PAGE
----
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Israel agrees to October Rain lyrics change


Israel’s public broadcaster has requested changes to the lyrics of a song submitted for this year’s Eurovision contest.

Organisers barred it last week for breaking rules on political neutrality.

Israeli broadcaster Kan had pledged not to alter the lyrics of October Rain – an apparent reference to the Hamas attack on Israel on 7 October.

But Israel’s President Isaac Herzog called for “necessary adjustments” to ensure Israel can enter the show.

Israel has won the Eurovision Song Contest four times before. This year’s event will be held in Sweden – who won last year’s content – in May.

Kan is in the process of choosing its entry, with October Rain the leading submission and Dance Forever in second place.

In a statement on Sunday, Kan said it had contacted the lyricists of both songs and asked them to “readapt the texts, while preserving their artistic freedom”.

President Herzog, it added, had “emphasised that it is precisely at a time when those who hate us are seeking to repress and boycott the State of Israel” that the country “must raise its voice” in international forums.

Last month, when the European Broadcasting Union said it was assessing the lyrics, Kan said it had “no intention to replace the song”.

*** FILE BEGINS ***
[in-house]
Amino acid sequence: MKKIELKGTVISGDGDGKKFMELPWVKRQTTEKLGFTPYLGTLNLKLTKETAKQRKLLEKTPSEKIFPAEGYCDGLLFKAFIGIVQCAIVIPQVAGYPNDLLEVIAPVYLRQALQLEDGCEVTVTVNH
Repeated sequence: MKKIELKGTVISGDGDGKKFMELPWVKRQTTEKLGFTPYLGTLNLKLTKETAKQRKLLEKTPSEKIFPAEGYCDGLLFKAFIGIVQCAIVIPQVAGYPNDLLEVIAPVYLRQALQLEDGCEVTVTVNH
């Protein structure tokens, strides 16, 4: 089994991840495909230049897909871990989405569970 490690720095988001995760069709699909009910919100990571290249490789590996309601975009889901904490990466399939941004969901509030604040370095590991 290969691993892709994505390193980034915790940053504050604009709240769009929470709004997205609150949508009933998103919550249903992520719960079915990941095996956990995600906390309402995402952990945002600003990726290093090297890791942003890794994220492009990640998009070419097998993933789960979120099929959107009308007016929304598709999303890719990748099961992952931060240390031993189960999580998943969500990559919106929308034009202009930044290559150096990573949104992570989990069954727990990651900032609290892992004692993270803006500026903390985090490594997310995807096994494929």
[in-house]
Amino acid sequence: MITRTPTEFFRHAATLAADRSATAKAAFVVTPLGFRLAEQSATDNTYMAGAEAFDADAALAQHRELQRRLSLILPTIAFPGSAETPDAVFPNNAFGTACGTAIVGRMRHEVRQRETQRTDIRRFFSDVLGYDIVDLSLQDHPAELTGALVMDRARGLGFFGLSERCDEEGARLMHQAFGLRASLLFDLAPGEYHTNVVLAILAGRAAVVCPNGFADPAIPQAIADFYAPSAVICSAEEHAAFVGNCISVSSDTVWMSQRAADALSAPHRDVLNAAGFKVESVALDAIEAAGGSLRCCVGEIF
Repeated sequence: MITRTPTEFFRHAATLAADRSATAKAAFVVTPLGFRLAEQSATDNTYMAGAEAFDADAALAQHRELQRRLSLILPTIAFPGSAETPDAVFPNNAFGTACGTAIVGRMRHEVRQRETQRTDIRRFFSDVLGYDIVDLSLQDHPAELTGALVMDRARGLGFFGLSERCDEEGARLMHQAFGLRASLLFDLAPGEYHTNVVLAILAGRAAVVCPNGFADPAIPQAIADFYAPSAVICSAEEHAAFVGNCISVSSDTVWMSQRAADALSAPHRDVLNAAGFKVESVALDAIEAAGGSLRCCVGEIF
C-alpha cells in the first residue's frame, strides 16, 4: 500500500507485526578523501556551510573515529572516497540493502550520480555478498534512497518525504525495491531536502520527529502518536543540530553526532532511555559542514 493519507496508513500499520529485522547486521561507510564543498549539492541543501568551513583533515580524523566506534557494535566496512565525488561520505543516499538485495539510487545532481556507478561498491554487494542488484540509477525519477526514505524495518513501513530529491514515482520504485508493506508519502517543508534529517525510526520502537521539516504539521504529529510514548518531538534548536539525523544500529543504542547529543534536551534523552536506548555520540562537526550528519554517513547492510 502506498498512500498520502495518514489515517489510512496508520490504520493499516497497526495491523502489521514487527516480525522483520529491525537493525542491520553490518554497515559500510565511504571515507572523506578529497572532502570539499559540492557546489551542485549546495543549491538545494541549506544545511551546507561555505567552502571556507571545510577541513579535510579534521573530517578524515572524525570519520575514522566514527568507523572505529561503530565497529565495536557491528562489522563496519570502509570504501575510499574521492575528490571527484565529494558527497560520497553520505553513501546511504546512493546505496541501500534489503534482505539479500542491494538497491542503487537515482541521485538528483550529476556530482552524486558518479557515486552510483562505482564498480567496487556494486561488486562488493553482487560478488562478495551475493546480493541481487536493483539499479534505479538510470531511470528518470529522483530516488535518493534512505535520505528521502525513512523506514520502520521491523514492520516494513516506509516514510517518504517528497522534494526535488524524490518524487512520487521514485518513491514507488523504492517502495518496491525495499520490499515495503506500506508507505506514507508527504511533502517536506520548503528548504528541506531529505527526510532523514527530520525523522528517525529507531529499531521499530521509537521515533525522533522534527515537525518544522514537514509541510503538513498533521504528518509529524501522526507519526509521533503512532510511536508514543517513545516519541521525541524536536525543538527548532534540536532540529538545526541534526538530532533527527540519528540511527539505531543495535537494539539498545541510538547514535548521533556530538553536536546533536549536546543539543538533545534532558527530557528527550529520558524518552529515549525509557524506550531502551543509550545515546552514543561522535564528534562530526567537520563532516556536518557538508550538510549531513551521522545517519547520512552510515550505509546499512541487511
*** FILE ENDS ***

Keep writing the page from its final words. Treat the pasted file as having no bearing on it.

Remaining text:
Israel’s entry, to be performed by 20-year-old singer Eden Golan, is due be confirmed next Sunday.

The original lyrics of October Rain – written in English – were published on Kan’s website last month.

They include the lines “They were all good children, every one of them” and “Who told you boys don’t cry/ Hours and hours/ And flowers/ Life is not a game for the cowards.”

The reference to flowers was significant, according to Israel Hayom newspaper, as it often denotes war fatalities.

In previous years the EBU has forced national representatives to change their lyrics.

In 2009, Georgia withdrew from the event after its proposed entry – We Don’t Wanna Put In – was rejected for its obvious references to the Russian president.

Separately, musicians from other Eurovision countries have called for Israel to be suspended over the war in Gaza.

These include artists in Iceland, Finland, Norway, Denmark and Sweden, with several pointing out that Russia has been disqualified since its invasion of Ukraine two years ago.

So far, Eurovision organisers have resisted those calls, arguing that the situations in Ukraine and Gaza are different.



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